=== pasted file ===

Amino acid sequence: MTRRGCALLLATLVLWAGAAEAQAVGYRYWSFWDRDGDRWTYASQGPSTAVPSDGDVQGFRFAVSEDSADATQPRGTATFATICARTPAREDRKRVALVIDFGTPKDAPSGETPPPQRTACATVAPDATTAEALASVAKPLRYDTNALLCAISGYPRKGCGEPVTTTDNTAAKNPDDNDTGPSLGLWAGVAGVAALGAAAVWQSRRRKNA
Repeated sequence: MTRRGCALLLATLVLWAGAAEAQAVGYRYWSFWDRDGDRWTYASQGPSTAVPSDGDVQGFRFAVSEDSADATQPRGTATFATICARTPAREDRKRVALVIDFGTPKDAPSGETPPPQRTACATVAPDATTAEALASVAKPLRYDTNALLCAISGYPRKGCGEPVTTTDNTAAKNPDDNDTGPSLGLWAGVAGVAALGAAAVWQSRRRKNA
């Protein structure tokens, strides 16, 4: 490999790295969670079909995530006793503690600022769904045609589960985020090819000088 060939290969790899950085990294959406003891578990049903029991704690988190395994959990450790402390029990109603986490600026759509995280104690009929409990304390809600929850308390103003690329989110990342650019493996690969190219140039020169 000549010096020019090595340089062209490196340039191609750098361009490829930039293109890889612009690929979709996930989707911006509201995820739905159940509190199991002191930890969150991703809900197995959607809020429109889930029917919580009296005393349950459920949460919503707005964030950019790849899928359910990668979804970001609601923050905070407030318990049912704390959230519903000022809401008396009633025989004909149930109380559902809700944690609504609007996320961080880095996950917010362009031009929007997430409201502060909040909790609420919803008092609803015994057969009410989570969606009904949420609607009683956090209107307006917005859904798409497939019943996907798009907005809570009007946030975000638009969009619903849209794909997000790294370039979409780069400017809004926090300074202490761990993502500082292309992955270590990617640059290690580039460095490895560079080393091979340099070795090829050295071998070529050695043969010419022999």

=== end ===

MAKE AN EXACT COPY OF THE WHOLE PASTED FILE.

Amino acid sequence: MTRRGCALLLATLVLWAGAAEAQAVGYRYWSFWDRDGDRWTYASQGPSTAVPSDGDVQGFRFAVSEDSADATQPRGTATFATICARTPAREDRKRVALVIDFGTPKDAPSGETPPPQRTACATVAPDATTAEALASVAKPLRYDTNALLCAISGYPRKGCGEPVTTTDNTAAKNPDDNDTGPSLGLWAGVAGVAALGAAAVWQSRRRKNA
Repeated sequence: MTRRGCALLLATLVLWAGAAEAQAVGYRYWSFWDRDGDRWTYASQGPSTAVPSDGDVQGFRFAVSEDSADATQPRGTATFATICARTPAREDRKRVALVIDFGTPKDAPSGETPPPQRTACATVAPDATTAEALASVAKPLRYDTNALLCAISGYPRKGCGEPVTTTDNTAAKNPDDNDTGPSLGLWAGVAGVAALGAAAVWQSRRRKNA
């Protein structure tokens, strides 16, 4: 490999790295969670079909995530006793503690600022769904045609589960985020090819000088 060939290969790899950085990294959406003891578990049903029991704690988190395994959990450790402390029990109603986490600026759509995280104690009929409990304390809600929850308390103003690329989110990342650019493996690969190219140039020169 000549010096020019090595340089062209490196340039191609750098361009490829930039293109890889612009690929979709996930989707911006509201995820739905159940509190199991002191930890969150991703809900197995959607809020429109889930029917919580009296005393349950459920949460919503707005964030950019790849899928359910990668979804970001609601923050905070407030318990049912704390959230519903000022809401008396009633025989004909149930109380559902809700944690609504609007996320961080880095996950917010362009031009929007997430409201502060909040909790609420919803008092609803015994057969009410989570969606009904949420609607009683956090209107307006917005859904798409497939019943996907798009907005809570009007946030975000638009969009619903849209794909997000790294370039979409780069400017809004926090300074202490761990993502500082292309992955270590990617640059290690580039460095490895560079080393091979340099070795090829050295071998070529050695043969010419022999």